File image of BCCI.(Hindustan Times via Getty Images)
File image of BCCI.(Hindustan Times via Getty Images)

Return to training? BCCI yet to pad up

Indian players have been confined at home since March 25. Training has been restricted to whatever they could manage with resources at home, which means no nets, and no field drills.
Hindustan Times, New Delhi | By Rasesh Mandani
UPDATED ON MAY 17, 2020 08:35 AM IST

Sri Lanka has proposed to host India in a six-match limited overs series in July end, and BCCI says the team is open to travel, if permitted by the government. It could mark the return to competition for Indian cricketers—it could even herald the return of international cricket, predating the only other cricket tour that’s being planned in these times, West Indies’ tour of England. Yet, there has been no word from BCCI about Team India cricketers returning to training. Unlike for Olympic sports, where the Sports Authority of India (SAI) has, in consultation with the various sports federations, submitted a detailed document outlining new protocols for resumption of training, BCCI has not approached the sports ministry with a plan.

Indian players have been confined at home since March 25. Training has been restricted to whatever they could manage with resources at home, which means no nets, and no field drills.

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“We will wait till the next directive comes from the government, on the nature of lockdown 4. If we reach out, an impression is created that we want cricket to resume, when health situation hasn’t improved,” a senior board official, who did not wish to be named, said. But, he said, there has been some talk internally in the BCCI about the need to draw up plans for resumption of cricket. One idea that’s currently being explored is to try and get a pool of cricketers together at a single training base in a “green zone”—which means a training center or a cricket ground in a district which has recorded no Covid-19 cases for at least three weeks.

The obvious choice for a training base would be the National Cricket Academy (NCA) in Bengaluru, but as the city is in a “red zone”, BCCI will have to take a call on that in consultation with the state authorities.

“If the (new) government directions do not permit inter-state travel, the option of allowing players to train near their homes will be considered,” BCCI treasurer Arun Dhumal said.

That will come with its own challenges, said a BCCI official who is part of the group deliberating on the resumption of training.

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“A player in Mumbai can drive down to the training ground, but he would need coaches and ground staff to help,” he said. “It’s not that a player will pick the ball and put it in the bowling machine and bat. Most of the ground staff in Mumbai live in cramped spaces and crowded areas. One mistake can cost dearly.”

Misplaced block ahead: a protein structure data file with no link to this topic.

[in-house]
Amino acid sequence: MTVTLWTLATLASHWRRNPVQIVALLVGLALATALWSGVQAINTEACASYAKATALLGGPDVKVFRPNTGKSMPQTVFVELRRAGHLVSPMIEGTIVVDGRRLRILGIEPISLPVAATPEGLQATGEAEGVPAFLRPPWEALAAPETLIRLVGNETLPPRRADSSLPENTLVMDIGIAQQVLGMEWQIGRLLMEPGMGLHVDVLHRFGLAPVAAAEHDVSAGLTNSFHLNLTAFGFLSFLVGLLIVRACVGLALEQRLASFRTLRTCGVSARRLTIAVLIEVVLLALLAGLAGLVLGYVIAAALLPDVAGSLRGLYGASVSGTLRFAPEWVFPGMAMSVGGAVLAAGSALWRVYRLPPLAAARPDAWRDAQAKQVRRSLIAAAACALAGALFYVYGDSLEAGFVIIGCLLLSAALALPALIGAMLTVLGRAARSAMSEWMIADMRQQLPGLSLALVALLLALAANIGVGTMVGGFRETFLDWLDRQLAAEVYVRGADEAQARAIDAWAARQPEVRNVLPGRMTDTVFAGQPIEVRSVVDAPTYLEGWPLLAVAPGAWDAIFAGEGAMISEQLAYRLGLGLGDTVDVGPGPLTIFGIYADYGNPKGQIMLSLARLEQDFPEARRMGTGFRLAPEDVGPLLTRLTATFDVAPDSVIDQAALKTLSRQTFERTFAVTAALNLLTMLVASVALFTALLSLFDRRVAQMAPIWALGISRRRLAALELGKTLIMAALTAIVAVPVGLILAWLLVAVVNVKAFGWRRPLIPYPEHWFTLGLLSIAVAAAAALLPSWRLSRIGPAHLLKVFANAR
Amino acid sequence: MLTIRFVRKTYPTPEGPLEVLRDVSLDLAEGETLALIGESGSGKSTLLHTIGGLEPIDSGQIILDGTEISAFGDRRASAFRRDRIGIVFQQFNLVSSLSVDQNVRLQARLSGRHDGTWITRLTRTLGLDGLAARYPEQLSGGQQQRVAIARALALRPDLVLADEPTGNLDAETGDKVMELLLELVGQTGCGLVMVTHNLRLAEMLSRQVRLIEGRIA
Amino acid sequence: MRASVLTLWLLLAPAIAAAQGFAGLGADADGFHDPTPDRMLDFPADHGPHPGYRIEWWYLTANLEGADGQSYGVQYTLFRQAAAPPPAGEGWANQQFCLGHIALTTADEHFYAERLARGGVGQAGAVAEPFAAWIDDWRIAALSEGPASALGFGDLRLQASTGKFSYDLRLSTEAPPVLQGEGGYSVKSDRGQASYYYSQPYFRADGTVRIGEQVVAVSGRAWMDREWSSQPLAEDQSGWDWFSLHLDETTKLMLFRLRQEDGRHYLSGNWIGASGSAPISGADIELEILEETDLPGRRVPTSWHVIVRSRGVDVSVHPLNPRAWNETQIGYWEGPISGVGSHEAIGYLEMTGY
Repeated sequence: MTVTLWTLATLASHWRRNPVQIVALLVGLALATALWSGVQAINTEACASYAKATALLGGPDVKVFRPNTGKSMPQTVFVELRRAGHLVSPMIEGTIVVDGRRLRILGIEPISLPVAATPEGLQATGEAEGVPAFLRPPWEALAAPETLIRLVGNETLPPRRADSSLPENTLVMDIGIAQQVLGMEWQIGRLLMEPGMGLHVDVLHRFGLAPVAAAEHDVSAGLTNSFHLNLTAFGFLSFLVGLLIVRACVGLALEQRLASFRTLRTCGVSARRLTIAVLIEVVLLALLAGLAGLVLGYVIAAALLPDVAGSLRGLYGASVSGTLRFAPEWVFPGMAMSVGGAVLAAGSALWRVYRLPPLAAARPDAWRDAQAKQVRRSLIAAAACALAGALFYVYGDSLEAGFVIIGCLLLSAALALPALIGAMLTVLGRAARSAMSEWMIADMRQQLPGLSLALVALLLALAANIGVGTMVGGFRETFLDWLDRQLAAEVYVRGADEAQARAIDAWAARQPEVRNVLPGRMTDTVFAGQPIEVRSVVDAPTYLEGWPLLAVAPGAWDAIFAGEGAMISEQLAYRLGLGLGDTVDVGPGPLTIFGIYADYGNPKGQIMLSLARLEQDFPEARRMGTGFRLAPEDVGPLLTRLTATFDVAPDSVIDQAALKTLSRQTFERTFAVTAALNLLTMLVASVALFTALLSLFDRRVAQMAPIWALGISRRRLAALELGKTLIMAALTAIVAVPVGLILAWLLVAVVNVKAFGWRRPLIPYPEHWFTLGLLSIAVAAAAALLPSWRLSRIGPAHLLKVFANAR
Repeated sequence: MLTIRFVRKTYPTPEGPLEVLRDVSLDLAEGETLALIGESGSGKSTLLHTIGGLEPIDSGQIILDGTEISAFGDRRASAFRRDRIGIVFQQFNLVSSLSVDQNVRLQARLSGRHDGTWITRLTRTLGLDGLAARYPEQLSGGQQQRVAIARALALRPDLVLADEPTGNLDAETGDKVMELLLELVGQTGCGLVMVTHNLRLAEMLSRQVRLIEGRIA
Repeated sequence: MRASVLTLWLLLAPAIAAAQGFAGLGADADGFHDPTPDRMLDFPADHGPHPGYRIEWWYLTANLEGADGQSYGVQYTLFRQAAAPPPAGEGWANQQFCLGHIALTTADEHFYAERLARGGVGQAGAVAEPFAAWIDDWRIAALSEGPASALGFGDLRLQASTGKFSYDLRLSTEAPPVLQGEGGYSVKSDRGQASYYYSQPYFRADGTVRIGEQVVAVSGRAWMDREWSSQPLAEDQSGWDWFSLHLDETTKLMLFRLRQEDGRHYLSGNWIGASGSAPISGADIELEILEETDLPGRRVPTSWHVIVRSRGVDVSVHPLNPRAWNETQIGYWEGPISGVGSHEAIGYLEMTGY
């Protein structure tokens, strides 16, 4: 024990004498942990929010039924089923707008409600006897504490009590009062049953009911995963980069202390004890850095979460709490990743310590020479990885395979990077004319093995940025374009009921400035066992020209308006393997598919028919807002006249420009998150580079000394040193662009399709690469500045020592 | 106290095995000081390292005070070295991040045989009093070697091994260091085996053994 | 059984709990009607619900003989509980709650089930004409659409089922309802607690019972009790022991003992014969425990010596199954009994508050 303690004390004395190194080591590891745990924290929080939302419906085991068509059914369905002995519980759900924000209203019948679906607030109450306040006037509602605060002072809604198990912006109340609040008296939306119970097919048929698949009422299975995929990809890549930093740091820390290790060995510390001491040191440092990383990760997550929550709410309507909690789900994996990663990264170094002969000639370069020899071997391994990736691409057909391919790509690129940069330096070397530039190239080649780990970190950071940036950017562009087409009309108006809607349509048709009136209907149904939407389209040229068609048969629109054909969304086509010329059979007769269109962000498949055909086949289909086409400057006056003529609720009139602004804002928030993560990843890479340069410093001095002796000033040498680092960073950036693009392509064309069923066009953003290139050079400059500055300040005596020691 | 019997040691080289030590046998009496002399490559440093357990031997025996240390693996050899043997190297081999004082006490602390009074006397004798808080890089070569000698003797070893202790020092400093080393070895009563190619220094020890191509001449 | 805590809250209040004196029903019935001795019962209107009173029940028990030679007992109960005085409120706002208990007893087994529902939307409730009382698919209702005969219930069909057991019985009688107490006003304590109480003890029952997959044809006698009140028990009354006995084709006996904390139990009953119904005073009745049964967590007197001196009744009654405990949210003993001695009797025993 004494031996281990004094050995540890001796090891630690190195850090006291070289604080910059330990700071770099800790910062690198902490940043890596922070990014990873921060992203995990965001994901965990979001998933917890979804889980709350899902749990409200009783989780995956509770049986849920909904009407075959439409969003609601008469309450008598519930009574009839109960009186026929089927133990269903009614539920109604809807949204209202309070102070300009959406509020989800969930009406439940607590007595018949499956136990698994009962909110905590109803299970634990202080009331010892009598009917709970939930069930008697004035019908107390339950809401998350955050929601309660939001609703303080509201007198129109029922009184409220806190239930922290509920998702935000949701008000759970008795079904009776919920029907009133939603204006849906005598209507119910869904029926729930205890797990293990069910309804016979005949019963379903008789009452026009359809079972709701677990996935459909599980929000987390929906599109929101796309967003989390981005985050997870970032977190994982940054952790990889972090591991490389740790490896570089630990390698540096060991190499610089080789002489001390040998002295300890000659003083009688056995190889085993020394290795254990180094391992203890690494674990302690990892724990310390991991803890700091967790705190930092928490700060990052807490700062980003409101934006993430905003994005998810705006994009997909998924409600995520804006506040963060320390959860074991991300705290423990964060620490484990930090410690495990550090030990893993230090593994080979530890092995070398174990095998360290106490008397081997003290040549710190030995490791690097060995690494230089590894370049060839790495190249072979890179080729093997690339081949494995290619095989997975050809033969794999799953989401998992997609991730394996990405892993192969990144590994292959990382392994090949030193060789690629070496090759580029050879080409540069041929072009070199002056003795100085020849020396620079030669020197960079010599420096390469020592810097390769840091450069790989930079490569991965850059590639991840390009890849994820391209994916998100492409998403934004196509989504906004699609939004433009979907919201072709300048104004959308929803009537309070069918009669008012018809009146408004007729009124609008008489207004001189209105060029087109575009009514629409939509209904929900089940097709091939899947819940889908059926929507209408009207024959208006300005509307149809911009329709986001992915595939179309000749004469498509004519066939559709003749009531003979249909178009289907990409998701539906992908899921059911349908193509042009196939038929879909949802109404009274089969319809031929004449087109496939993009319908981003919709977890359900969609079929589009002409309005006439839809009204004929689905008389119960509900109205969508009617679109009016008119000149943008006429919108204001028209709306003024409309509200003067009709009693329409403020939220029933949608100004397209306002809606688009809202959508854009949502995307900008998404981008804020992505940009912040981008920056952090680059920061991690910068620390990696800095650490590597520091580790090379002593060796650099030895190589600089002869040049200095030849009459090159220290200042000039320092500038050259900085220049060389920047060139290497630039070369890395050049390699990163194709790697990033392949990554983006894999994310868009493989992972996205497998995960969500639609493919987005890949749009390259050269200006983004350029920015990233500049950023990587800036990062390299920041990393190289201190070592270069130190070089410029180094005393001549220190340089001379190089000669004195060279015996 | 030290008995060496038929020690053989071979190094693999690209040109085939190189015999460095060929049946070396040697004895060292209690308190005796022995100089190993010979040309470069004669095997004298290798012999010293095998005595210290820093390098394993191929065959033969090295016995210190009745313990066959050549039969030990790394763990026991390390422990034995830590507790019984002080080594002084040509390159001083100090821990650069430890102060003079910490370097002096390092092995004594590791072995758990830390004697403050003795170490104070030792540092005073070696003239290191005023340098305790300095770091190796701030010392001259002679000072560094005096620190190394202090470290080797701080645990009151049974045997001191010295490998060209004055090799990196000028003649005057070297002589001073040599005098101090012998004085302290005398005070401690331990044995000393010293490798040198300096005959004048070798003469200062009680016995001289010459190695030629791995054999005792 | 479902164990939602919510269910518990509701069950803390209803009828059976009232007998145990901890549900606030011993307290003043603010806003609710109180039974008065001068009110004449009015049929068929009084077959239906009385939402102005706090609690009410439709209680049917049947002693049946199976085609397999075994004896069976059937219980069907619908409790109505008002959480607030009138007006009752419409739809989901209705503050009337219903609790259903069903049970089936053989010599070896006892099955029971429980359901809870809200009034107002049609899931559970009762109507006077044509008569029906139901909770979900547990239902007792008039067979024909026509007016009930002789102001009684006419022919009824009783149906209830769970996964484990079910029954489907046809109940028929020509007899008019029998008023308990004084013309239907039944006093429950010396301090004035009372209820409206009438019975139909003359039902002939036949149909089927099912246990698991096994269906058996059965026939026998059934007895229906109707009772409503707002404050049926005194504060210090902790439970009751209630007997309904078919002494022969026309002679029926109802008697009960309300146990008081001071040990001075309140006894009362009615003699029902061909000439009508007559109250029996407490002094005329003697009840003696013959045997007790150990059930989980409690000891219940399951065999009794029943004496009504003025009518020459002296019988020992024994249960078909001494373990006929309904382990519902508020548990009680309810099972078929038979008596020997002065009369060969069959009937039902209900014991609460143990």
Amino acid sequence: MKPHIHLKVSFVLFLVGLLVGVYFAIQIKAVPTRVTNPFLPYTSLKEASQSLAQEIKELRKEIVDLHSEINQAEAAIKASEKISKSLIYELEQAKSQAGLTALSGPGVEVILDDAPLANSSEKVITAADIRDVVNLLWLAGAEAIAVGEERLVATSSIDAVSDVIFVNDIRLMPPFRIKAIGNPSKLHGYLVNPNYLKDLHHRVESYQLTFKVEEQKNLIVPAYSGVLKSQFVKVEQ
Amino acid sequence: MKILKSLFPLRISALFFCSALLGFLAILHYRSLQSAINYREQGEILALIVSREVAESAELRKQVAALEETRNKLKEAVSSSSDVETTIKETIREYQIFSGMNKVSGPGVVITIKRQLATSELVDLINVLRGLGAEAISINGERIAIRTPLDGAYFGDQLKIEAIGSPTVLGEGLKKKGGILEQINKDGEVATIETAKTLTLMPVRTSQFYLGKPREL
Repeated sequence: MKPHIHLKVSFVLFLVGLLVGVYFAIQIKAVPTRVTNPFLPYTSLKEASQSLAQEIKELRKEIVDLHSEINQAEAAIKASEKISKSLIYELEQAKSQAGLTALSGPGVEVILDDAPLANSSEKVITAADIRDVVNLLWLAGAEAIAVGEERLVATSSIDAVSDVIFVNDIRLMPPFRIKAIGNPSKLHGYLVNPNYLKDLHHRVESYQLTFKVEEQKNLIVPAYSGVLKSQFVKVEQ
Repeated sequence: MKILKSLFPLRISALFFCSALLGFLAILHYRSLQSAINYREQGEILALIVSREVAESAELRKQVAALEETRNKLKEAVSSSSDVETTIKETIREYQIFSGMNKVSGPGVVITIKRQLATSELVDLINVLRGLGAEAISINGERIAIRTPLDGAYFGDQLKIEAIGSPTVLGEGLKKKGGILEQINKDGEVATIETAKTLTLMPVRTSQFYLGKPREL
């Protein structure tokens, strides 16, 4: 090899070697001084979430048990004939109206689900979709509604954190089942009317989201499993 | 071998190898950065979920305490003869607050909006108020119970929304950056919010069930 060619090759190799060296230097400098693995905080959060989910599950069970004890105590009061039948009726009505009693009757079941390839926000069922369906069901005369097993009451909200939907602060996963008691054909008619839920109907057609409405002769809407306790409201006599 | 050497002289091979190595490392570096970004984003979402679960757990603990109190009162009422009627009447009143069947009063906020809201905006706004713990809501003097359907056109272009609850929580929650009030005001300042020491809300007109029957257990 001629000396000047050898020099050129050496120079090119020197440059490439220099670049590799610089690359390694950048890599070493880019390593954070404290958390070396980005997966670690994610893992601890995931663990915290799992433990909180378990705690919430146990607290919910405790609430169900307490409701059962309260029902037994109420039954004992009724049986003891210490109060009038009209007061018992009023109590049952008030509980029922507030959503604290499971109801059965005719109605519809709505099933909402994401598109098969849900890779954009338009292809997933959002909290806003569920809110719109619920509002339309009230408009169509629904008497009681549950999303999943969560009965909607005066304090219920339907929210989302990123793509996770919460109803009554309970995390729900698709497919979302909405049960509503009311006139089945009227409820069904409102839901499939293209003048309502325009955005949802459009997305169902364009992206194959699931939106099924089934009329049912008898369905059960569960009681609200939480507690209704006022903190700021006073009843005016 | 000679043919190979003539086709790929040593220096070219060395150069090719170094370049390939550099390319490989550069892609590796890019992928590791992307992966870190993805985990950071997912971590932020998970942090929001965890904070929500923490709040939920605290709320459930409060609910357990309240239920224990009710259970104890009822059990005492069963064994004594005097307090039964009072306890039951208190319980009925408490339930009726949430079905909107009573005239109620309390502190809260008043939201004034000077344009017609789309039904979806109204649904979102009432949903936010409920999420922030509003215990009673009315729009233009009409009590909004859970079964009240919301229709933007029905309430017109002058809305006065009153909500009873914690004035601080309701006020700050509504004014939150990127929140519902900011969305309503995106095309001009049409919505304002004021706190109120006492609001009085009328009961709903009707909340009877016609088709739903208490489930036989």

Mumbai is currently the worst hit city in India, with XXXX number of cases recorded. Both captain Virat Kohli and limited overs vice captain Rohit Sharma live in Mumbai, as do a number of Team India players, including Shreyas Iyer and Prithvi Shaw.

Though the official involved in the planning does not think sanitization of equipment will be a problem, he said, “we do not want what happened with Bundesliga, where two players tested positive in training. We have to be extra careful.”

If the players are allowed to come together at a camp, they will all be tested at least twice before they are allowed to join.

“One test would not be enough, as there can be false negatives. So, you test again, wait for the reports to be out, then start training. Everyone at the hotel or the facility they stay in would need to be tested also. We have to make sure no one there is going out of the campus. Also, everyone assisting in the training base will need to be tested. It would be an exhaustive exercise,” he said.

The England Cricket Board’s (ECB) plans for the West Indies tour is an example of how intricate things can get—the proposal is to hold the three back to back Tests at a single venue, possibly at Old Trafford at Manchester, which will undergo a massive sanitization exercise to make it “bio-secure” and where players and staff will essentially spend a few weeks together in quarantine, and be tested repeatedly.

“The players would be very much in a bubble,” said Cricket West Indies chief executive Johnny Grave to BBC.

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Team India players have spent the lockdown under the online supervision of the coaching staff, who tailored drills for them according to the resources available to each player at home. All of BCCI’s centrally contracted players have been given an app through which their fitness drills are being monitored by the national physio and trainer.

But physical conditioning is one thing, skills training quite another.

Rohit Sharma spoke about his apprehensions in an Instagram chat with Mohammed Shami. “I haven’t held a bat for three months,” he said. “We live in apartments in Mumbai. We don’t have big spaces. I do fitness training that I can, in the balcony. I hope we get a month, one-and-half month to train.”

Shami in response said he was better placed at his village in Amroha, where he has space to run, has a swimming pool and a gym.

“For fast bowlers, when we run on the treadmill, the lower body gets a work out. As far as hand-skills go, it will take another 10-15 days. But I agree, batsmen will need more time,” Shami said during the chat.

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